This unit aims to cultivate critical thinking skills in students as they explore microeconomics and macroeconomics, examining the role of government in the economy through lessons that encourage analysis, evaluation, and understanding of economic principles and government interventions.
In this lesson, we will explore one of the fundamental concepts of economics and international trade—comparative advantage, which is the production of a good or service at a lower opportunity cost than another country.
Which perspective should you take if you’re trying to answer the question, “How much does that hamburger cost”? Whose point of view, even if we rightly include opportunity costs, is the “correct” one? How might this help us to analyze issues of public policy?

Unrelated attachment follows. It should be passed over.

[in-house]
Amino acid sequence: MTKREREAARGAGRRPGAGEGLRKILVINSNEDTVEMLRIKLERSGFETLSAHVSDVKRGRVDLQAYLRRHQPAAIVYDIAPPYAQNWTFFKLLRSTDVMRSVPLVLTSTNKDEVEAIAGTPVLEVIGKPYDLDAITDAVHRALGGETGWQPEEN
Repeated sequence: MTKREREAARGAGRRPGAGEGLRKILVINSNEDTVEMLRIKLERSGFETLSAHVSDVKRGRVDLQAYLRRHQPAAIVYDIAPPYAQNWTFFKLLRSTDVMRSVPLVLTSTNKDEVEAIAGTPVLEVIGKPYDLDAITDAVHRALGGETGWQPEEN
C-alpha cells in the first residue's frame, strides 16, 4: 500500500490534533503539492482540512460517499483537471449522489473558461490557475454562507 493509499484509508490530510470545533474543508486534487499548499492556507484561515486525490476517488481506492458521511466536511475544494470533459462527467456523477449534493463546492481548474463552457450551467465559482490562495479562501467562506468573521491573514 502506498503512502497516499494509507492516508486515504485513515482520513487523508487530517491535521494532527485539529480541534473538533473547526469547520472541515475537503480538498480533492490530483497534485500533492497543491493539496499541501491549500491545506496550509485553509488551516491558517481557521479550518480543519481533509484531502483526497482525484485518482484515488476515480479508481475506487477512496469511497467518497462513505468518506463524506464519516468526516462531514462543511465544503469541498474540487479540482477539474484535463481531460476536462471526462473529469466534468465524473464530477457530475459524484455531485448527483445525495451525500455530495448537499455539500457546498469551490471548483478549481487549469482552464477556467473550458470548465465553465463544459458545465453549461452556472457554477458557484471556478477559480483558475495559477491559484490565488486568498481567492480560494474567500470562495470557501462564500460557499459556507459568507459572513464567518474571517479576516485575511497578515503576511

Comparative advantage, on its face, is indeed a difficult idea. Our unexamined gut reaction to the question “who should do X?” is to say “the person who is best at X.” Part of the confusion of comparative advantage rises from this word “best.” Best according to what metric? Typically, people use “best” in an absolute manner: who can, in absolute terms, produce the most.